Minnesota has prairies, deciduous and coniferous forests, vast agricultural landscapes, streams, wetlands, and bogs, as well as 14,000 lakes of diverse character including the largest lake in the world, an excellent landscape for ecological, evolutionary, and behavioral studies.
University field stations featuring unique ecological environments are frequently utilized by faculty and students for research. Popular courses are offered each summer at the Itasca Biological Station and Laboratories, located at the junction of eastern deciduous, northern coniferous, and prairie biomes in northwestern Minnesota. The 6,000-acre Cedar Creek Ecosystem Science Reserve, the site of a National Science Foundation Long-Term Ecological Research Program, is just 30 miles north of campus. The University of Minnesota is a member of the Organization for Tropical Studies consortium, which offers field station experience in Costa Rica to students interested in tropical biology and conservation.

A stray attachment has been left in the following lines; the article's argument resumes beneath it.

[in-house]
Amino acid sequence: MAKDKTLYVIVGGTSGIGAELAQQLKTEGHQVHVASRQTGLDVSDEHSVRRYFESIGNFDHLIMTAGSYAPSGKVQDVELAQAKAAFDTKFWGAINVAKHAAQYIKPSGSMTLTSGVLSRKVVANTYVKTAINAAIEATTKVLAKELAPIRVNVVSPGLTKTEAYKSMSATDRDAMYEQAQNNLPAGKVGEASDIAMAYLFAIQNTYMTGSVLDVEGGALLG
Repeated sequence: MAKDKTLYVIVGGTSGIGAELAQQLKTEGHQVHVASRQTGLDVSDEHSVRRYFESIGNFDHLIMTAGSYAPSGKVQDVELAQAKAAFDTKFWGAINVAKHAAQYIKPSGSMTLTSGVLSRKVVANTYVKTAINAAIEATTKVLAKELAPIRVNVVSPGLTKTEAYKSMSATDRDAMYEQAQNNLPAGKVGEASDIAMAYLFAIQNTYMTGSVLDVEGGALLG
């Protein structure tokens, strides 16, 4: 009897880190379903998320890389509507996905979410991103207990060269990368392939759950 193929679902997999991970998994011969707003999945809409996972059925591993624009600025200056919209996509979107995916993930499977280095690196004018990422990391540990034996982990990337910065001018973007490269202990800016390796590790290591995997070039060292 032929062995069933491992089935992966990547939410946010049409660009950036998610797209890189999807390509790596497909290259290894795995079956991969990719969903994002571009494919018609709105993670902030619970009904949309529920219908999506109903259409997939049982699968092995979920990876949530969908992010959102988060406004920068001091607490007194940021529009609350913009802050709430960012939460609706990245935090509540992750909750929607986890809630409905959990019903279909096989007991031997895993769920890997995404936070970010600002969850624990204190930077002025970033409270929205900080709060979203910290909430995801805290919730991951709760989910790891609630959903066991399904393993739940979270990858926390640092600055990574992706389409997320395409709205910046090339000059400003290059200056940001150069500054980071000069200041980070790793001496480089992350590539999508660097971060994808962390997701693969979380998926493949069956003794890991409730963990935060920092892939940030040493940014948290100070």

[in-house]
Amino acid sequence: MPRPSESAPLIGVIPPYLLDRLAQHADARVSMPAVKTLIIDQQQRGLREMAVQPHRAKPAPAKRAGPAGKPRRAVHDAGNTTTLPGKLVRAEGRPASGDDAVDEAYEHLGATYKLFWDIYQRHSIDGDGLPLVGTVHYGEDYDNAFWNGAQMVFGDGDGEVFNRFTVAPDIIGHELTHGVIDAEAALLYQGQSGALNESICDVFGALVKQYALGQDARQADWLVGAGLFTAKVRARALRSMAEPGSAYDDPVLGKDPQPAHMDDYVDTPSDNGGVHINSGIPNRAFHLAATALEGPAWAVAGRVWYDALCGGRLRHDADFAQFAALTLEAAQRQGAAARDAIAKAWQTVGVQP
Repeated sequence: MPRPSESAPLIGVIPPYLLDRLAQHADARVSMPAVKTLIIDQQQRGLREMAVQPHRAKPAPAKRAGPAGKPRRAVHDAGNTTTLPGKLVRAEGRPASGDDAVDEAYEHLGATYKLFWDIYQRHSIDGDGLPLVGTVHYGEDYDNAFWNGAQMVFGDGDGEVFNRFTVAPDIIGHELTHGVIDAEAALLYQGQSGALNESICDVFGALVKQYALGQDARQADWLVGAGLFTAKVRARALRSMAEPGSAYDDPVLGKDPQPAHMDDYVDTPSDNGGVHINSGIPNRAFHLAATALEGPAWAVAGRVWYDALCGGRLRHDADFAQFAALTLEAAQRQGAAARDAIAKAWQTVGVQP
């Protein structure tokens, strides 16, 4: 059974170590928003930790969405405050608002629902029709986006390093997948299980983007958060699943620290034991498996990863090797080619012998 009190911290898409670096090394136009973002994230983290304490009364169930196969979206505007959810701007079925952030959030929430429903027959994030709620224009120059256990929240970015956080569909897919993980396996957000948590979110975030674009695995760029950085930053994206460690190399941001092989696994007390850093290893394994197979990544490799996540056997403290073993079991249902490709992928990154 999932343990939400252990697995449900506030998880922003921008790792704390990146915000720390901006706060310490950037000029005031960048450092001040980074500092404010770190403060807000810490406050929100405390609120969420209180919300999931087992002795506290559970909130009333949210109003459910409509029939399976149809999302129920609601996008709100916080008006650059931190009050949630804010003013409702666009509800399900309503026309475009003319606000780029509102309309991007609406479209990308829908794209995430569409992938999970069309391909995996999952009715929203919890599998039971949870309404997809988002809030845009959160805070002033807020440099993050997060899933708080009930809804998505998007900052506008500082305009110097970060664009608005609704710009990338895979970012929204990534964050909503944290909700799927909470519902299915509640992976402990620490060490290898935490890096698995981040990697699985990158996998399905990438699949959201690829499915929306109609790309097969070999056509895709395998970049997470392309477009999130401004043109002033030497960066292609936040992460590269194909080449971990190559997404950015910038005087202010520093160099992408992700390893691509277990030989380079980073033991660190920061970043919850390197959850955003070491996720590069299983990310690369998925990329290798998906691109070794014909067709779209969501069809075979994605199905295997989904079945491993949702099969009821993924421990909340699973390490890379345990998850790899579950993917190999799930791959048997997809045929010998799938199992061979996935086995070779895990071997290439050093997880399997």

Most EEB students have office and lab space in the Ecology Building on the St. Paul portion of the Twin Cities campus. The Bell Museum's outstanding reference collections of Minnesota fauna is also located in the building. The Ecology Building has five floors of modern laboratories and office space with molecular biology and genetics research facilities, animal care facilities, and greenhouse space. A large herbarium located in the nearby Bioscience Building is associated with both the Department of Plant Biology and the Bell Museum.
Biodale, an NSF-funded facility, houses a modern sequencing, imaging facility, mass spectrometry, robot for high-throughput for screening, and a number of other facilities. The BioTechnology Institute next door maintains laboratories with state-of-the-art equipment for research and development in fermentation, animal cell culture technology, molecular biology, protein expression, and separation of a wide range of biological molecules.